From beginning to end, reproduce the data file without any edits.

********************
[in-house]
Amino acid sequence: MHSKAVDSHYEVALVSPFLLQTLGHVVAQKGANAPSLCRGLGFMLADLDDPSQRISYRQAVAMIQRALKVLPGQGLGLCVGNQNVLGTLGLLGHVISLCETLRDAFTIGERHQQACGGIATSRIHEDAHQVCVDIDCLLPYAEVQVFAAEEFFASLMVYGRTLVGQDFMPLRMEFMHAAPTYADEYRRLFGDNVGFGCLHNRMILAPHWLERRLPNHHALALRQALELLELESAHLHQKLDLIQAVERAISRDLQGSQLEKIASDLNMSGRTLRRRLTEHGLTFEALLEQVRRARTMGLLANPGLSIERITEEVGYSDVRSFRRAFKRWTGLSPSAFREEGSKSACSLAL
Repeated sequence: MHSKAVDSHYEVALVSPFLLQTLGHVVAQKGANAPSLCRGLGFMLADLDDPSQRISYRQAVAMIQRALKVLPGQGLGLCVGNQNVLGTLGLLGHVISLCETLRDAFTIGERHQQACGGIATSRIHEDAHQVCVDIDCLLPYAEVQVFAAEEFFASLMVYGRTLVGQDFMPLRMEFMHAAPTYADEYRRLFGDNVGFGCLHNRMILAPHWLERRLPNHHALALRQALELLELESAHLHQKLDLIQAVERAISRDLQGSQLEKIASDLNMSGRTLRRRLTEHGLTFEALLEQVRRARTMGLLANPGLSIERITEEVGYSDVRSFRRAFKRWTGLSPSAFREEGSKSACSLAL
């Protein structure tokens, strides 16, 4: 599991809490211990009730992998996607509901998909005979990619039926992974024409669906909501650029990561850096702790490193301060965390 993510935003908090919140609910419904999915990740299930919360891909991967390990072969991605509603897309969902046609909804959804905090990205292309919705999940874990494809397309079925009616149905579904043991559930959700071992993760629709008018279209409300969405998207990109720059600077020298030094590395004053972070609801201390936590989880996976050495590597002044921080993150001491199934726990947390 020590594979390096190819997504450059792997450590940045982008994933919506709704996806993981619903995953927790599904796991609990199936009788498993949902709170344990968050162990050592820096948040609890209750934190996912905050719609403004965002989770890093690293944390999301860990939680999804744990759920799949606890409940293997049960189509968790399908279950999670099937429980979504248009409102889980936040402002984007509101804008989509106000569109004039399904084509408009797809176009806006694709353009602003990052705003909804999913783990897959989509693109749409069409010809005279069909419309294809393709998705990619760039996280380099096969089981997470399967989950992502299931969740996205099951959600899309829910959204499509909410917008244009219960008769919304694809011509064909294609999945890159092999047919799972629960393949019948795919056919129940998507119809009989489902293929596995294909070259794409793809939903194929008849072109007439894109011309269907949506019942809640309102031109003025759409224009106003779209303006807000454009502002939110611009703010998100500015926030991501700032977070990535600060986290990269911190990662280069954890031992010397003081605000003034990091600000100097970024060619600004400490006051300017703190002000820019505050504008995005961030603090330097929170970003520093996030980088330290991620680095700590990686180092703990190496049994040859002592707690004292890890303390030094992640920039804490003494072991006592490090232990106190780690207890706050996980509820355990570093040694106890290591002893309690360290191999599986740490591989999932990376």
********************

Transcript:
[in-house]
Amino acid sequence: MHSKAVDSHYEVALVSPFLLQTLGHVVAQKGANAPSLCRGLGFMLADLDDPSQRISYRQAVAMIQRALKVLPGQGLGLCVGNQNVLGTLGLLGHVISLCETLRDAFTIGERHQQACGGIATSRIHEDAHQVCVDIDCLLPYAEVQVFAAEEFFASLMVYGRTLVGQDFMPLRMEFMHAAPTYADEYRRLFGDNVGFGCLHNRMILAPHWLERRLPNHHALALRQALELLELESAHLHQKLDLIQAVERAISRDLQGSQLEKIASDLNMSGRTLRRRLTEHGLTFEALLEQVRRARTMGLLANPGLSIERITEEVGYSDVRSFRRAFKRWTGLSPSAFREEGSKSACSLAL
Repeated sequence: MHSKAVDSHYEVALVSPFLLQTLGHVVAQKGANAPSLCRGLGFMLADLDDPSQRISYRQAVAMIQRALKVLPGQGLGLCVGNQNVLGTLGLLGHVISLCETLRDAFTIGERHQQACGGIATSRIHEDAHQVCVDIDCLLPYAEVQVFAAEEFFASLMVYGRTLVGQDFMPLRMEFMHAAPTYADEYRRLFGDNVGFGCLHNRMILAPHWLERRLPNHHALALRQALELLELESAHLHQKLDLIQAVERAISRDLQGSQLEKIASDLNMSGRTLRRRLTEHGLTFEALLEQVRRARTMGLLANPGLSIERITEEVGYSDVRSFRRAFKRWTGLSPSAFREEGSKSACSLAL
């Protein structure tokens, strides 16, 4: 599991809490211990009730992998996607509901998909005979990619039926992974024409669906909501650029990561850096702790490193301060965390 993510935003908090919140609910419904999915990740299930919360891909991967390990072969991605509603897309969902046609909804959804905090990205292309919705999940874990494809397309079925009616149905579904043991559930959700071992993760629709008018279209409300969405998207990109720059600077020298030094590395004053972070609801201390936590989880996976050495590597002044921080993150001491199934726990947390 020590594979390096190819997504450059792997450590940045982008994933919506709704996806993981619903995953927790599904796991609990199936009788498993949902709170344990968050162990050592820096948040609890209750934190996912905050719609403004965002989770890093690293944390999301860990939680999804744990759920799949606890409940293997049960189509968790399908279950999670099937429980979504248009409102889980936040402002984007509101804008989509106000569109004039399904084509408009797809176009806006694709353009602003990052705003909804999913783990897959989509693109749409069409010809005279069909419309294809393709998705990619760039996280380099096969089981997470399967989950992502299931969740996205099951959600899309829910959204499509909410917008244009219960008769919304694809011509064909294609999945890159092999047919799972629960393949019948795919056919129940998507119809009989489902293929596995294909070259794409793809939903194929008849072109007439894109011309269907949506019942809640309102031109003025759409224009106003779209303006807000454009502002939110611009703010998100500015926030991501700032977070990535600060986290990269911190990662280069954890031992010397003081605000003034990091600000100097970024060619600004400490006051300017703190002000820019505050504008995005961030603090330097929170970003520093996030980088330290991620680095700590990686180092703990190496049994040859002592707690004292890890303390030094992640920039804490003494072991006592490090232990106190780690207890706050996980509820355990570093040694106890290591002893309690360290191999599986740490591989999932990376």